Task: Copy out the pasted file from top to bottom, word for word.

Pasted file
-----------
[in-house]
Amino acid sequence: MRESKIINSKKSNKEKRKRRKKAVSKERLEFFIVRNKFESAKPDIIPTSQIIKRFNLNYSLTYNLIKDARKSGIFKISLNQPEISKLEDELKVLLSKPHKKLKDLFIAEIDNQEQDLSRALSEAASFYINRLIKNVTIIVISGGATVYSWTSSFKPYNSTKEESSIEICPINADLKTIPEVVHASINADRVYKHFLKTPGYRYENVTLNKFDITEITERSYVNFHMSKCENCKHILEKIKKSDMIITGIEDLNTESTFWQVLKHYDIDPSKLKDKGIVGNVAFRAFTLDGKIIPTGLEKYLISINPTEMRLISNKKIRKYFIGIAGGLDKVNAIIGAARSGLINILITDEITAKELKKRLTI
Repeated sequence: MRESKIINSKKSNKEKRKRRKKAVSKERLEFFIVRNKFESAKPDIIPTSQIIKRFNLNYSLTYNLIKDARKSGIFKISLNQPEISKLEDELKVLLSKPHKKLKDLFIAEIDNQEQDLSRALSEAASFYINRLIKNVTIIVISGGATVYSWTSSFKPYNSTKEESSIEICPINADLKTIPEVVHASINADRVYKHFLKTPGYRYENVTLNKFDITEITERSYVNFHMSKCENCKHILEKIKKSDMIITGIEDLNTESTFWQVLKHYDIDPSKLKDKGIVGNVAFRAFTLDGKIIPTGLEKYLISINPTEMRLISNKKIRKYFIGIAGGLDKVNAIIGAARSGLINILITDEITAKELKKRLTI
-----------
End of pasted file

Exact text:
[in-house]
Amino acid sequence: MRESKIINSKKSNKEKRKRRKKAVSKERLEFFIVRNKFESAKPDIIPTSQIIKRFNLNYSLTYNLIKDARKSGIFKISLNQPEISKLEDELKVLLSKPHKKLKDLFIAEIDNQEQDLSRALSEAASFYINRLIKNVTIIVISGGATVYSWTSSFKPYNSTKEESSIEICPINADLKTIPEVVHASINADRVYKHFLKTPGYRYENVTLNKFDITEITERSYVNFHMSKCENCKHILEKIKKSDMIITGIEDLNTESTFWQVLKHYDIDPSKLKDKGIVGNVAFRAFTLDGKIIPTGLEKYLISINPTEMRLISNKKIRKYFIGIAGGLDKVNAIIGAARSGLINILITDEITAKELKKRLTI
Repeated sequence: MRESKIINSKKSNKEKRKRRKKAVSKERLEFFIVRNKFESAKPDIIPTSQIIKRFNLNYSLTYNLIKDARKSGIFKISLNQPEISKLEDELKVLLSKPHKKLKDLFIAEIDNQEQDLSRALSEAASFYINRLIKNVTIIVISGGATVYSWTSSFKPYNSTKEESSIEICPINADLKTIPEVVHASINADRVYKHFLKTPGYRYENVTLNKFDITEITERSYVNFHMSKCENCKHILEKIKKSDMIITGIEDLNTESTFWQVLKHYDIDPSKLKDKGIVGNVAFRAFTLDGKIIPTGLEKYLISINPTEMRLISNKKIRKYFIGIAGGLDKVNAIIGAARSGLINILITDEITAKELKKRLTI